user_owns_token { input.user == token.payload.azp }

# Helper to get the token payload.
token = {"payload": payload} {
  [header, payload, signature] := io.jwt.decode(input.token)
}

Build a new bundle for the new policy.

opa build example-jwt.rego

For convenience, we’ll want to store user tokens in environment variables (they’re really long).

export ALICE_TOKEN="eyJhbGciOiJIUzI1NiIsInR5cCI6IkpXVCJ9.eyJ1c2VyIjoiYWxpY2UiLCJhenAiOiJhbGljZSIsInN1Ym9yZGluYXRlcyI6W10sImhyIjpmYWxzZX0.rz3jTY033z-NrKfwrK89_dcLF7TN4gwCMj-fVBDyLoM"
export BOB_TOKEN="eyJhbGciOiJIUzI1NiIsInR5cCI6IkpXVCJ9.eyJ1c2VyIjoiYm9iIiwiYXpwIjoiYm9iIiwic3Vib3JkaW5hdGVzIjpbImFsaWNlIl0sImhyIjpmYWxzZX0.n_lXN4H8UXGA_fXTbgWRx8b40GXpAGQHWluiYVI9qf0"
export CHARLIE_TOKEN="eyJhbGciOiJIUzI1NiIsInR5cCI6IkpXVCJ9.eyJ1c2VyIjoiY2hhcmxpZSIsImF6cCI6ImNoYXJsaWUiLCJzdWJvcmRpbmF0ZXMiOltdLCJociI6ZmFsc2V9.EZd_y_RHUnrCRMuauY7y5a1yiwdUHKRjm9xhVtjNALo"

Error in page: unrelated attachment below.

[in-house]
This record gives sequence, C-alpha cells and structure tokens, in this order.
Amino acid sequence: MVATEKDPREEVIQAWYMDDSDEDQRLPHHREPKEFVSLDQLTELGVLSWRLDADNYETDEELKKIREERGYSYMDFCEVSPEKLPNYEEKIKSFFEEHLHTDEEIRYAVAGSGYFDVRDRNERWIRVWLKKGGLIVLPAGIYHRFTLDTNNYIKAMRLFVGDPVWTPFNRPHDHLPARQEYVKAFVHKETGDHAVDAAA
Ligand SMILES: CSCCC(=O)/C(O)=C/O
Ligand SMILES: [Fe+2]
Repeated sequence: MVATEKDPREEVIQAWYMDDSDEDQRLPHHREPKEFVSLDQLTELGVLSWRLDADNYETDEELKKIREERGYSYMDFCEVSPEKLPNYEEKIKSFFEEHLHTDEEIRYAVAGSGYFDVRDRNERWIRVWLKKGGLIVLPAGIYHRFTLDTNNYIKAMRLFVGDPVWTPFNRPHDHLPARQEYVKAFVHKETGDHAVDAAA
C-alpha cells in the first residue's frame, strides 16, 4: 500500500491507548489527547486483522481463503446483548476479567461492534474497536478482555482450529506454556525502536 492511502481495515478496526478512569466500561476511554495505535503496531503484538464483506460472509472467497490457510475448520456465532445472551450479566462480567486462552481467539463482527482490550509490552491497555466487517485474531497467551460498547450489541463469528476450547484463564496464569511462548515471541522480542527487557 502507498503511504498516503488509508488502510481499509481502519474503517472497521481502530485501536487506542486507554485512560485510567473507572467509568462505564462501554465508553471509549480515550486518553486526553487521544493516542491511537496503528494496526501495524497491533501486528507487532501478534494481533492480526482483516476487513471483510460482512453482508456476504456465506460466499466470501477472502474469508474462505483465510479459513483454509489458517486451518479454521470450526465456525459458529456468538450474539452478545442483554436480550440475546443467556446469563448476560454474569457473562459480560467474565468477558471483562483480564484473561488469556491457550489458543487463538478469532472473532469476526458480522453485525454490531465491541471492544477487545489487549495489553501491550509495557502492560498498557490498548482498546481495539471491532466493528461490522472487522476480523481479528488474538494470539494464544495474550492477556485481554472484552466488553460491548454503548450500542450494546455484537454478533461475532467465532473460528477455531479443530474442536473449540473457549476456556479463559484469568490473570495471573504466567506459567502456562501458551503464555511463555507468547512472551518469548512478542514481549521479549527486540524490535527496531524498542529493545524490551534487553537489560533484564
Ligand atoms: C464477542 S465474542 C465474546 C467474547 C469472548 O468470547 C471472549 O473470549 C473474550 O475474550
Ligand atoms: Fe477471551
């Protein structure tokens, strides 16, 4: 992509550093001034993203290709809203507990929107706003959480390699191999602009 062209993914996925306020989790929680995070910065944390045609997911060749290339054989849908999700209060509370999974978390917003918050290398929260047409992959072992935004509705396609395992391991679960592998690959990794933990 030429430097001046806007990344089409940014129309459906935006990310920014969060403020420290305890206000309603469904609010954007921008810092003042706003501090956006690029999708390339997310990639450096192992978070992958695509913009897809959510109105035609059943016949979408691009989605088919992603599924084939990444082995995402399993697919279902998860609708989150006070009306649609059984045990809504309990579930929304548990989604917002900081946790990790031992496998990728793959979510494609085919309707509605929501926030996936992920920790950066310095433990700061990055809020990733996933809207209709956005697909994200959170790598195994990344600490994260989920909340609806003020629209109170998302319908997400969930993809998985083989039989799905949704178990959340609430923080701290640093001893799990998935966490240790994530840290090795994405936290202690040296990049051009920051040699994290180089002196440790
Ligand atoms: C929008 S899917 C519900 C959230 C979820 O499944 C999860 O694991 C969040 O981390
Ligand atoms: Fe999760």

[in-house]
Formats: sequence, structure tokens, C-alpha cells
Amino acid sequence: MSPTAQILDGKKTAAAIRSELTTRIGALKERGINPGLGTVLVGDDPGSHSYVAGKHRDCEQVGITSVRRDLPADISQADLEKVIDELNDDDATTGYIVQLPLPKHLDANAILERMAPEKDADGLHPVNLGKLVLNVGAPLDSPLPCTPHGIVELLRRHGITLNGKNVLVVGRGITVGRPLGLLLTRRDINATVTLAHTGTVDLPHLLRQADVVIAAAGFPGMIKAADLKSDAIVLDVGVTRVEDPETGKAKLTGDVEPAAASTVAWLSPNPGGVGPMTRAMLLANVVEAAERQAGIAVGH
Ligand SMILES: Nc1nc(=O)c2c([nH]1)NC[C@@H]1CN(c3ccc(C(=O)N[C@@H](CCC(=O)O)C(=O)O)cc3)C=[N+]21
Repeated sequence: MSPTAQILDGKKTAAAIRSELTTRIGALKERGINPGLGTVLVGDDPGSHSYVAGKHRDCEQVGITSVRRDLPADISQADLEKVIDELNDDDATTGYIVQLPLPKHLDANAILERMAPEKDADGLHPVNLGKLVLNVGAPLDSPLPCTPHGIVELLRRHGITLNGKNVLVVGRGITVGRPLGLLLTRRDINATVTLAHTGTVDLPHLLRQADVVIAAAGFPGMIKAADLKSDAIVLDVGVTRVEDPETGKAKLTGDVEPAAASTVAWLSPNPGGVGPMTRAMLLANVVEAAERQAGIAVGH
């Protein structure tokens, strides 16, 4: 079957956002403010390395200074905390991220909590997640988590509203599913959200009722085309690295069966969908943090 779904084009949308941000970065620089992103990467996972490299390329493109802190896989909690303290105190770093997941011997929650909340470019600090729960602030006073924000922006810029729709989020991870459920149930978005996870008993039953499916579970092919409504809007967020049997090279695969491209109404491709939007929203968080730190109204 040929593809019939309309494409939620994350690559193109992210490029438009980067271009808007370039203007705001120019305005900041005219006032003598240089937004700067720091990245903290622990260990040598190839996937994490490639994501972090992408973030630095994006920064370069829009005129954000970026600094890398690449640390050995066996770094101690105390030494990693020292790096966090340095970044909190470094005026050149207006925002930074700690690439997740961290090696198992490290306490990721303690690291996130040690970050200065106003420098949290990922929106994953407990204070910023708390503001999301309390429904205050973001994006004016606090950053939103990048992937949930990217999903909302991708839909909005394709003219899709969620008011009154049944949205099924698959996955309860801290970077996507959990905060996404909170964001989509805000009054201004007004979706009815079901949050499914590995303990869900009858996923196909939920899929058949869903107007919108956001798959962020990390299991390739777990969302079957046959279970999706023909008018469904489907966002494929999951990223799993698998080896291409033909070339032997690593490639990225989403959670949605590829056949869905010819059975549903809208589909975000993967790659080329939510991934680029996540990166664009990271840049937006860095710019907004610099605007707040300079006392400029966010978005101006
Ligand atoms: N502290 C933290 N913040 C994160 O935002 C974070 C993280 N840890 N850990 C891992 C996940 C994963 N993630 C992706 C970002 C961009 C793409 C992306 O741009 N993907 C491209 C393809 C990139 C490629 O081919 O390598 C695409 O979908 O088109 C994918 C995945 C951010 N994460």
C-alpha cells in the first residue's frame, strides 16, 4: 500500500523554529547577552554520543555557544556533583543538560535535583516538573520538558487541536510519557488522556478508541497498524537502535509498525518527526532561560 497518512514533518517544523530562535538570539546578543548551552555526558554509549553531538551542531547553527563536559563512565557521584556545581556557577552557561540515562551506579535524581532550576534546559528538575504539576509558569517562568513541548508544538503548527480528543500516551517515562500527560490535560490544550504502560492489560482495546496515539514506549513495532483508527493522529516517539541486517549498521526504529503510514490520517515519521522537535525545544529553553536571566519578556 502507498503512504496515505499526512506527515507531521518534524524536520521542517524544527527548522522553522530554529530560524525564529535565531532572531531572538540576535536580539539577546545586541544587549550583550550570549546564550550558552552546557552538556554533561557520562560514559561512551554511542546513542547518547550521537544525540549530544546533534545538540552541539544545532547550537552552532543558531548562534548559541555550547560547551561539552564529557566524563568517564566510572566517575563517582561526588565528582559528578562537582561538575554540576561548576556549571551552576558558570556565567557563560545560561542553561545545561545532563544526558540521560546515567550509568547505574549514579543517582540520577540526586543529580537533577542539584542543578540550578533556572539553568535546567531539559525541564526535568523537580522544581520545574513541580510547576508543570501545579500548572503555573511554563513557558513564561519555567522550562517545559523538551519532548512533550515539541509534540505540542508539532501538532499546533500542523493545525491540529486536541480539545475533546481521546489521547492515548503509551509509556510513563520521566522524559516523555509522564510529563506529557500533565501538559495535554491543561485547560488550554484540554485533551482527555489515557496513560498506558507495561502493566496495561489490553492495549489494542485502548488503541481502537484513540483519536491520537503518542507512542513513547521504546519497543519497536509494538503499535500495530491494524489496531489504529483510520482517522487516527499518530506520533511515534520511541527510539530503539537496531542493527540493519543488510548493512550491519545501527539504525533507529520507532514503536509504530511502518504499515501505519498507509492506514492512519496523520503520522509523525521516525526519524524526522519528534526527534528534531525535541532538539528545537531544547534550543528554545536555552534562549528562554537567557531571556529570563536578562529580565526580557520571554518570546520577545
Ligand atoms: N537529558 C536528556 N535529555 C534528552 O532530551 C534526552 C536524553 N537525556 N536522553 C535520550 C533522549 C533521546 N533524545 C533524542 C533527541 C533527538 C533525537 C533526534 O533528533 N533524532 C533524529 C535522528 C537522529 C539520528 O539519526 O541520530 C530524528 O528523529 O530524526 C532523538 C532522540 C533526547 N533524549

export BETTY_TOKEN="eyJhbGciOiJIUzI1NiIsInR5cCI6IkpXVCJ9.eyJ1c2VyIjoiYmV0dHkiLCJhenAiOiJiZXR0eSIsInN1Ym9yZGluYXRlcyI6WyJjaGFybGllIl0sImhyIjpmYWxzZX0.TGCS6pTzjrs3nmALSOS7yiLO9Bh9fxzDXEDiq1LIYtE"
export DAVID_TOKEN="eyJhbGciOiJIUzI1NiIsInR5cCI6IkpXVCJ9.eyJ1c2VyIjoiZGF2aWQiLCJhenAiOiJkYXZpZCIsInN1Ym9yZGluYXRlcyI6W10sImhyIjp0cnVlfQ.Q6EiWzU1wx1g6sdWQ1r4bxT1JgSHUpVXpINMqMaUDMU"

These tokens encode the same information as the policies we did before (bob is alice’s manager, betty is charlie’s, david is the only HR member, etc). If you want to inspect their contents, start up the OPA REPL and execute io.jwt.decode(<token here>, [header, payload, signature]) or open the example above in the Playground.